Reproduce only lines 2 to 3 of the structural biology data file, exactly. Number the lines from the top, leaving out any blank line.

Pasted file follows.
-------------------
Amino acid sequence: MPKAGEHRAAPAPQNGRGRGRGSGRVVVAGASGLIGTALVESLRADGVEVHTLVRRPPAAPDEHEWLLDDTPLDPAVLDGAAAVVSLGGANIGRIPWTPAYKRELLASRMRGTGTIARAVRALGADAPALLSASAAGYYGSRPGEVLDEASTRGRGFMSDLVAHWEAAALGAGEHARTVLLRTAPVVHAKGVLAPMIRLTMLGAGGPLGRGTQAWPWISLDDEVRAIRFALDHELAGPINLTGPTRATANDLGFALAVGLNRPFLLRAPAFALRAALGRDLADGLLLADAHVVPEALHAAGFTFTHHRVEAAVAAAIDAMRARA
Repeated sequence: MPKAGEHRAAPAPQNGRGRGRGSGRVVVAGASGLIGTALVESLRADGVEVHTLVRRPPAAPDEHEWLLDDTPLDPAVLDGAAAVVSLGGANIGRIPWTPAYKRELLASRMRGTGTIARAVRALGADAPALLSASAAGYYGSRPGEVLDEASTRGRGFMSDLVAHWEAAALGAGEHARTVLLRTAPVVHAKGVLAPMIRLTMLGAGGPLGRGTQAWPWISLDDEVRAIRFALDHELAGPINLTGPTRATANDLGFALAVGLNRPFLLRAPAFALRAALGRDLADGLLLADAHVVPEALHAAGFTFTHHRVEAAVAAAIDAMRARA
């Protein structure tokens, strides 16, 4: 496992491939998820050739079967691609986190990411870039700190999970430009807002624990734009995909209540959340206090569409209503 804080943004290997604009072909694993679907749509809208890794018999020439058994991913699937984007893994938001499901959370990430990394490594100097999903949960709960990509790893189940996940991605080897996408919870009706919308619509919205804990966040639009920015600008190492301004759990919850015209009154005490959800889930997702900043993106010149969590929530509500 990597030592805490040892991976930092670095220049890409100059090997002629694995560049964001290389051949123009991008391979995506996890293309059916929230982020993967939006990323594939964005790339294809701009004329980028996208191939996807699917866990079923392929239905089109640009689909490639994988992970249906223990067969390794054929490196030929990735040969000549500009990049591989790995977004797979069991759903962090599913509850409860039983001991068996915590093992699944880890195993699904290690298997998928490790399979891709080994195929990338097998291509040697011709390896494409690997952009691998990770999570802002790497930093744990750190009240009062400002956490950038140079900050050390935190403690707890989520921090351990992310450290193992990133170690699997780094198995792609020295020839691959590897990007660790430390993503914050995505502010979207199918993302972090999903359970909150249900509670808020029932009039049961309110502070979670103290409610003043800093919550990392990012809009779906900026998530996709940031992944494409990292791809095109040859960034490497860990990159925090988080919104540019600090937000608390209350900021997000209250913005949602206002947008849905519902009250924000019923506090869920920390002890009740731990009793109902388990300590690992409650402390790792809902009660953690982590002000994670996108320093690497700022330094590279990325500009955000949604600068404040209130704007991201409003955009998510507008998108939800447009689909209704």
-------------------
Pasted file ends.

Repeated sequence: MPKAGEHRAAPAPQNGRGRGRGSGRVVVAGASGLIGTALVESLRADGVEVHTLVRRPPAAPDEHEWLLDDTPLDPAVLDGAAAVVSLGGANIGRIPWTPAYKRELLASRMRGTGTIARAVRALGADAPALLSASAAGYYGSRPGEVLDEASTRGRGFMSDLVAHWEAAALGAGEHARTVLLRTAPVVHAKGVLAPMIRLTMLGAGGPLGRGTQAWPWISLDDEVRAIRFALDHELAGPINLTGPTRATANDLGFALAVGLNRPFLLRAPAFALRAALGRDLADGLLLADAHVVPEALHAAGFTFTHHRVEAAVAAAIDAMRARA
């Protein structure tokens, strides 16, 4: 496992491939998820050739079967691609986190990411870039700190999970430009807002624990734009995909209540959340206090569409209503 804080943004290997604009072909694993679907749509809208890794018999020439058994991913699937984007893994938001499901959370990430990394490594100097999903949960709960990509790893189940996940991605080897996408919870009706919308619509919205804990966040639009920015600008190492301004759990919850015209009154005490959800889930997702900043993106010149969590929530509500 990597030592805490040892991976930092670095220049890409100059090997002629694995560049964001290389051949123009991008391979995506996890293309059916929230982020993967939006990323594939964005790339294809701009004329980028996208191939996807699917866990079923392929239905089109640009689909490639994988992970249906223990067969390794054929490196030929990735040969000549500009990049591989790995977004797979069991759903962090599913509850409860039983001991068996915590093992699944880890195993699904290690298997998928490790399979891709080994195929990338097998291509040697011709390896494409690997952009691998990770999570802002790497930093744990750190009240009062400002956490950038140079900050050390935190403690707890989520921090351990992310450290193992990133170690699997780094198995792609020295020839691959590897990007660790430390993503914050995505502010979207199918993302972090999903359970909150249900509670808020029932009039049961309110502070979670103290409610003043800093919550990392990012809009779906900026998530996709940031992944494409990292791809095109040859960034490497860990990159925090988080919104540019600090937000608390209350900021997000209250913005949602206002947008849905519902009250924000019923506090869920920390002890009740731990009793109902388990300590690992409650402390790792809902009660953690982590002000994670996108320093690497700022330094590279990325500009955000949604600068404040209130704007991201409003955009998510507008998108939800447009689909209704």